Ninety per cent of my hand tools now fit into two wall cabinets, one small cabinet with drawers and a sideboard while the saws hang on the door. Everything is at hand, ready to go. But hey, there's always room for a few more tools!

Indranil Banerjie
16 July 2017

Most of my saws hang on a door, ready when I need them!

Categories: Hand Tools

Shaker Stool 128 Mod-Part 3-Complete

Hillbilly Daiku - Sat, 07/15/2017 - 6:43pm

I spent a few days working on the milk paint finish of that I had started at the end of my last post.  I’m going to hold off on the details of the process for now.  I’ve been asked by Salko Safic to write an article for an upcoming issue of his new, online, hand tool centric, magazine, “Handwork“.  After reading through the first issue, I’m pretty sure I’m in way over my head, but I’m going to give it my best effort.  So if your interested in my process, keep an eye out for next issue of “Handwork”.  At any rate, the finish on the stool is almost complete, but before I complete the finish, I need to weave the seat.

The seat weaving is a repeat of the fibre rush seats that I put on my last two stools.  I can use the practice!  Actually the weaving process is starting to grow on me as I gain a little experience with it.  Someone commented recently that the process has a meditative quality and I’m inclined to agree.

There are few things that I have picked up along the way.  First,  it is recommended that you dip your working bundle of fibre rush (twisted paper) into water for a few seconds before beginning the weaving process.  I’m sure that this varies by brand, but for the particular product that I have, less time in the water is better.  I have found the bundle much more manageable if I simply dink it in water and immediately bring it back out.  Shaking out any excess water.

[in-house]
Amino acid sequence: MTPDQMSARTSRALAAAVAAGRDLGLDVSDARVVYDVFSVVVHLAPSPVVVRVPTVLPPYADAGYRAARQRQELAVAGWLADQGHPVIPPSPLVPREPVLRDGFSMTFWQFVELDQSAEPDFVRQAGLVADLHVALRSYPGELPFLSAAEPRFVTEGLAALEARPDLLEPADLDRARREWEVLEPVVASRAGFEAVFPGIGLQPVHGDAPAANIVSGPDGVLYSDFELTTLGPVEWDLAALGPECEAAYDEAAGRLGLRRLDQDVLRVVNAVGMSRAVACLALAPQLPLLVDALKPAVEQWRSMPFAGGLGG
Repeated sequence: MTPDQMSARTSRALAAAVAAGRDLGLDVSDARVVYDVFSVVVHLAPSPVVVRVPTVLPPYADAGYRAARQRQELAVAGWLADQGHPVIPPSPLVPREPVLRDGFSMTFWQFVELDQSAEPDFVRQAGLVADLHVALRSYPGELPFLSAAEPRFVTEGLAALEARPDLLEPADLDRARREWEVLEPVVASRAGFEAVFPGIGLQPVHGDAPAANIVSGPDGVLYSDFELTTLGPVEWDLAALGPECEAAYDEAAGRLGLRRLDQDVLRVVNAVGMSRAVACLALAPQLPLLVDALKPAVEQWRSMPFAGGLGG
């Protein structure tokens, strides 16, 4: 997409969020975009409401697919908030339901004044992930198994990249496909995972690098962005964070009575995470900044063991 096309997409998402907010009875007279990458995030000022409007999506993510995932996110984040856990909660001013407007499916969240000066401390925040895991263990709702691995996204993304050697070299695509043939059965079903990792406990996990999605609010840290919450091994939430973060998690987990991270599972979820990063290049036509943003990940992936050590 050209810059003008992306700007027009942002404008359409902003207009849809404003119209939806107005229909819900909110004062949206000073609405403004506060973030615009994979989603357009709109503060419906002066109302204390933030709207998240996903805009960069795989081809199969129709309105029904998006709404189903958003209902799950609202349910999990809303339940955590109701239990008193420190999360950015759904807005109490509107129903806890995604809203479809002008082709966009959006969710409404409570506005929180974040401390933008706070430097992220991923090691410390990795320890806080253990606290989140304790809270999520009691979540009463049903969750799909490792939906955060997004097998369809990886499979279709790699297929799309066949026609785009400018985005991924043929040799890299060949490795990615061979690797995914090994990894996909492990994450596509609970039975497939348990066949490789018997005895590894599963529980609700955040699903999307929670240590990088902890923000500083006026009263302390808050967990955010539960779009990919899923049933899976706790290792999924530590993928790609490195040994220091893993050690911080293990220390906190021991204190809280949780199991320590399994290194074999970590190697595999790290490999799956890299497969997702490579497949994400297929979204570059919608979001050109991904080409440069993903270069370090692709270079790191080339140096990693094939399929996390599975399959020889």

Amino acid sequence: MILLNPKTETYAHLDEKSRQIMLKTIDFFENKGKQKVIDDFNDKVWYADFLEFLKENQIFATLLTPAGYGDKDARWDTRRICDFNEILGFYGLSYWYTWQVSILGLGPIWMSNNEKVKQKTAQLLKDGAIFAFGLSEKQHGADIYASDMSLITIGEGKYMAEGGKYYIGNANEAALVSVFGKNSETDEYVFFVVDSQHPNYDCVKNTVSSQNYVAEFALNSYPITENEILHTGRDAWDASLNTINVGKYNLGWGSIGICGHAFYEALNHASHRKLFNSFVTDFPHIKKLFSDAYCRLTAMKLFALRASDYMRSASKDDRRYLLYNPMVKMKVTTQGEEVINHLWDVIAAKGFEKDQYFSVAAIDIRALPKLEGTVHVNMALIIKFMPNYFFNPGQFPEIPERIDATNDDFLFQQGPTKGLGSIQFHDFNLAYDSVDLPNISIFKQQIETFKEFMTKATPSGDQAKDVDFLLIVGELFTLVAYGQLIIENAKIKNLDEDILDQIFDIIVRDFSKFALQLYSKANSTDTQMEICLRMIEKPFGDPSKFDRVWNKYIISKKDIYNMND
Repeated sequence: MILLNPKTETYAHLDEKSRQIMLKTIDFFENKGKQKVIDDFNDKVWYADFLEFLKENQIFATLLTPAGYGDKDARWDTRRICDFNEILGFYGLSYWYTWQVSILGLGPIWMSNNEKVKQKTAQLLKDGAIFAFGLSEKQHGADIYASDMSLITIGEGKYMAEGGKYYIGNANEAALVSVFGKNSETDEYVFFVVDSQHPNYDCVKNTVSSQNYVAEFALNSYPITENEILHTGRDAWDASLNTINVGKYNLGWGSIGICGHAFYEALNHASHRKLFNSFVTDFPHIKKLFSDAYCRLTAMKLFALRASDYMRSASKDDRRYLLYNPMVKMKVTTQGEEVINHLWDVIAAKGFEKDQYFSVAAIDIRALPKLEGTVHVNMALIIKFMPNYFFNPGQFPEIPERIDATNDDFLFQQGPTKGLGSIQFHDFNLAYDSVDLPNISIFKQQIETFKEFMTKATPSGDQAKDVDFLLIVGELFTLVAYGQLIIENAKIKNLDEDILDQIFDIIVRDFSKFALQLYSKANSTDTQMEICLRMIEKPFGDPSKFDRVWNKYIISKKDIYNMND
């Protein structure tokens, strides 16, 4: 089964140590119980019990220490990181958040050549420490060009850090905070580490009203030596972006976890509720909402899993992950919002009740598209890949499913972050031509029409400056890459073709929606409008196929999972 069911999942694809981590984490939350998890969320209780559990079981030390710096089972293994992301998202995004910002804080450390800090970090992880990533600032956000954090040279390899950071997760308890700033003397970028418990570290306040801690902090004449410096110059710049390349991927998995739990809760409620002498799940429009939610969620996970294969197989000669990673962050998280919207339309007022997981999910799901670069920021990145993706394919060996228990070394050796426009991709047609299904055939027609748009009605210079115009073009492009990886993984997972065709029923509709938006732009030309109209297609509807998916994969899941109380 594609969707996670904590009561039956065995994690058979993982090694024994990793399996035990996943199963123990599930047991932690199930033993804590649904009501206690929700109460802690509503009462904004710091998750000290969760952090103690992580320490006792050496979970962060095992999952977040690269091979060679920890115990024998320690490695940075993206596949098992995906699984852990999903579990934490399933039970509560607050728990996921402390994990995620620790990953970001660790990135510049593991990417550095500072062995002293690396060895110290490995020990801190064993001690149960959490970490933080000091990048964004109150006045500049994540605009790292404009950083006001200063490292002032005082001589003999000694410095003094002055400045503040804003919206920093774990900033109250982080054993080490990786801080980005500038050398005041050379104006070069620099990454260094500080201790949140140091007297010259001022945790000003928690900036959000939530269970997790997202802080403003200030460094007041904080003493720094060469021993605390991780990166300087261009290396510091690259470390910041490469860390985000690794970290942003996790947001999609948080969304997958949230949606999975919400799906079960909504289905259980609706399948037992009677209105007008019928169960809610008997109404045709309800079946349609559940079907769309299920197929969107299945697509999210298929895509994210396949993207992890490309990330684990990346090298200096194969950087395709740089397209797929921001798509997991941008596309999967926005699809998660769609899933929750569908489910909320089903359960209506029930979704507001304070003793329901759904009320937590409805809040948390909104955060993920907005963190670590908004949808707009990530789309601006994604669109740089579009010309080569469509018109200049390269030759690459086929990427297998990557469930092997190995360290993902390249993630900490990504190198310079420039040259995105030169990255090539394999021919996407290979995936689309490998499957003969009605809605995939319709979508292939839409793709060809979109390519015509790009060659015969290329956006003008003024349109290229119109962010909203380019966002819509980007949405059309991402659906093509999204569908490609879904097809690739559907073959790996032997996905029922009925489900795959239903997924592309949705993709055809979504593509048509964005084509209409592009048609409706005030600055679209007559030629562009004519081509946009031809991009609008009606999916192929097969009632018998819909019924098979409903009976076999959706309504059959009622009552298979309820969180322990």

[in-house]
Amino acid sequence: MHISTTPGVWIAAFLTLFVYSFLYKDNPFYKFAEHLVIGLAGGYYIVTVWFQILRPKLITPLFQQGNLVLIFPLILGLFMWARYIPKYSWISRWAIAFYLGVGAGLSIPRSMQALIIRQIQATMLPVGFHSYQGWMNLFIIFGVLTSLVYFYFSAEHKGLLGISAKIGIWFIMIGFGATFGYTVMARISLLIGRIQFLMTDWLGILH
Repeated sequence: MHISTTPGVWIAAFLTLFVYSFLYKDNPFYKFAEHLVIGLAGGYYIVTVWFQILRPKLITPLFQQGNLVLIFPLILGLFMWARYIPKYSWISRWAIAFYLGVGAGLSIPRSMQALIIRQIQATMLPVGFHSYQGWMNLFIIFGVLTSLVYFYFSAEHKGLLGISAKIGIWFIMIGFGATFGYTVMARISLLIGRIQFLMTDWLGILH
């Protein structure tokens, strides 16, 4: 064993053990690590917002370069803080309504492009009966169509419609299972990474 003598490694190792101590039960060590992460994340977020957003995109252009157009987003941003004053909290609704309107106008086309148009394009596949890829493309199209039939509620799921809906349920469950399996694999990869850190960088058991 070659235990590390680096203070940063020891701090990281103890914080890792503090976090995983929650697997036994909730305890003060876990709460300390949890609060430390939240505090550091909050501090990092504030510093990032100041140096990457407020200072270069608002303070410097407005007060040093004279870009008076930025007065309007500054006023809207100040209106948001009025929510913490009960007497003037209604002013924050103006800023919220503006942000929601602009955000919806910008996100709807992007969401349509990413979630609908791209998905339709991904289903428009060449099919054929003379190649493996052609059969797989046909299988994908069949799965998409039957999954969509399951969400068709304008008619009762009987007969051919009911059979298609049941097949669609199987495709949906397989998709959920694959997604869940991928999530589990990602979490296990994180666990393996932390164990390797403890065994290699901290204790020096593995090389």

I’ve also changed how I join in a new working bundle of rush.  Most sources recommend the use of a square knot.  Obviously this works and it is easy and quick to do.  The drawback is that the square knot is bulky.  Most of these knot will be hidden by the weave or only show on the bottom, but the bulky knot bothers me.  One resource I have recommends a simple seizing to join in a new working bundle.  I gave this a go using waxed sail twine and like the result much better.  The seizing is much less bulky and only takes a minute or so to tie. Technically I joined these with a “common whipping“, there are no frapping turns, but it is more than strong enough for the application.

A comparison of the two methods.

Another lesson learned is to, after every few wraps, use a block of wood to compress the wraps so that they remain parallel with the rungs.  The natural tendency of the weaving process is that the turns around the rungs grow wider than the crossings in the center.  A little persuasion brings everything back into alignment.

Finally, internalize the mantra, “work the corners, work the corners“.  Every turn of the cord that generates the internal corners must be neat.  Crisp tight corners are what gives the finished product a crisp, neat appearance.  A single sloppy turn will show in the finished seat.  I’m getting better, but have a ways to go.

After a couple of evenings of weaving, I had the seat ready for the sealing coats of shellac.  

Two coats of shellac is plenty to seal the fibre rush.  It really is surprising how much shellac the first coat will absorb, but the next coat goes on quickly.

The last thing to do was add one last coat of Tried & True Original to the stool frame and give it a final buff with a soft cloth.

Part 2 Greg Merritt


Categories: Hand Tools

Scything course at RHS Harlow Carr in Harrogate

Steve Tomlin Crafts - Sat, 07/15/2017 - 3:43pm
A lovely group of new mowers learning to scythe at RHS Garden Harlow Carr. Continue reading